‘Sin’ is a uniquely Christian word and scarcely understood by church members at large. No other word-concept is the subject of such fierce denunciation inside and outside the pulpit – so when a big-name preacher thunders words such as “get rid of sin” the congregation might shudder gently and even respond to the altar call – but sadly, the empirical evidence suggests that an immediate emotive response to such preaching has rarely led to a true, ongoing spiritual revolution – and ‘renovation of the heart’ (to coin a phrase from one of the late Dallas Willard’s most well-known books).
Now, if a patient has leukaemia, they would not want to be treated by a doctor who has no pathological concept of cancer in general and haematology as a specific area of expertise.
If, on the other hand, a patient suffers heart failure, they would not want to be treated by a doctor who had no pathological understanding of cardiac issues.
The Church wants to address the sin problem in human hearts across the board – but I believe that while ‘disease’ is not an entirely perfect analogy (one doesn’t exist), it’s the best one that we have. If one accepts that, then it makes absolutely no sense to be talking about people’s ‘sin problems’ without examining the pathology of sin itself as a concept.
So to invoke the notion of forgiveness (without qualification or caveat) as something with pathological dimensions is a very serious conceptual problem. It’s similar to the (usually well-intended) idea of being ‘spiritually addicted’ or ‘addicted to God’ – the idea being that it is okay to be addicted to ‘good’ things instead of ‘bad things.’
But that does not work. At all. Addiction can be understood as ‘non-regulable dependence on something or someone’ (my definition). The worship of God is to be an honest, intentional response courtesy of the freedom of choice that we have been given as human beings. Unregulated dependence is not truly volitional, and an addicted person is a slave. [This is why we must distinguish between ‘idolatry’ and ‘worship.’] So any kind of actual addiction is an abuse of human design.
We desperately need to think in more pathological terms about sin. But perhaps we could think in more anatomical or physiological terms about forgiveness. What I will later describe as false forgiveness is something that definitely exists in a pathological dimension, and I have already questioned the verity (not veracity – verity – i.e. truthfulness) of the claims of forgiveness that have been espoused by some of the bereaved.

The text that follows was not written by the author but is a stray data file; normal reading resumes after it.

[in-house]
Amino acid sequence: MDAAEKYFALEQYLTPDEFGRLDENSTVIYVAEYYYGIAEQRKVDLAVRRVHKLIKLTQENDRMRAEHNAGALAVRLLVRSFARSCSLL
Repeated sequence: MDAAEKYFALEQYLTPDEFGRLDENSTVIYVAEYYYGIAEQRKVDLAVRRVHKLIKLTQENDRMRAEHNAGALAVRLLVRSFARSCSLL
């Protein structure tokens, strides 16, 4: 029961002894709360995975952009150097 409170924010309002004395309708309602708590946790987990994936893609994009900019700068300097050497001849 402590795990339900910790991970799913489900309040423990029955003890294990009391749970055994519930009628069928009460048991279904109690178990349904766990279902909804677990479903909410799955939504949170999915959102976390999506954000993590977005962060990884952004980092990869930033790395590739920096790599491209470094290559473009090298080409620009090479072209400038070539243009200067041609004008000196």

These questions have themselves been questioned by some Christians who (amongst other things) believe that it is not our job to judge other people in that way. Some also argue that this quickfire display of forgiveness is ‘real Christianity.’
All these responses are lightweight. Dr. Stacey Patton:
Historically, black churches have nurtured the politics of forgiveness so that black people can anticipate divine justice and liberation in the next life. This sentiment shaped non-violent protest during the civil rights movement. A belief that displays of morality rooted in forgiveness would force white America to leave behind its racist assumptions. But Christian or non-Christian, black people are not allowed to express unbridled grief or rage, even under the most horrific circumstances.
For these Christians whose deep faith tradition holds forgiveness as a core principle, offering absolution to Roof is about relieving the burden of anger and pain of being victimized. In this regard, forgiveness functions as a kind of protest, a refusal to be reduced to victims. It sends the message to the killer that he may have hurt them, but they are the true victors because they have not been destroyed [emphasis mine].
Yet, the almost reflexive demand of forgiveness, especially for those dealing with death by racism, is about protecting whiteness, and America as a whole. This is yet another burden for black America.
After 9/11, there was no talk about forgiving al-Qaeda, Saddam Hussein or Osama bin Laden. America declared war, sought blood and revenge, and rushed protective measures into place to prevent future attacks.
As the Atlantic Monthly, writer Ta-Nehisi Coates noted on Twitter: “Can’t remember any campaign to ‘love’ and ‘forgive’ in the wake of ISIS beheadings.”
As I said, some excellent points.
But how have we defaulted to questioning whether forgiveness is a good or bad thing in whatever context without first examining what forgiveness actually is? In serious detail?
Black Americans cannot forgive white racism without the only power that makes true forgiveness possible. A mother may ‘love’ her daughters and steal and kill for them. Do we say that she showed no love to those she stole from and killed, so therefore she did not love her daughters?
Or do we acknowledge that her understanding of love was sadly diseased and radically flawed?
As an anthropologist, I find Dr Patton’s construction of the ‘reflexive demand of forgiveness’ to be remarkably astute and in keeping with the psychological notion of ‘learned behaviour.’ This itself links to what I have called the ‘making-God-look-good’ syndrome.
False forgiveness requires pathological awareness and deconstruction. In this instance, the dehumanising aspect of societally expected-and-construed (false) forgiveness needs to be brutally exposed for what it is and taken apart – permanently (the Girl With Tha Fro is absolutely right on this one!).
But forgiveness itself requires a re-examination of ourselves. Forgiveness is too big to be owned, and it has to power to interrogate us even as we interrogate it. My argument in #2 will include the idea that to forgive is part of being a healthy, functional human being – regardless of race, creed, age or gender.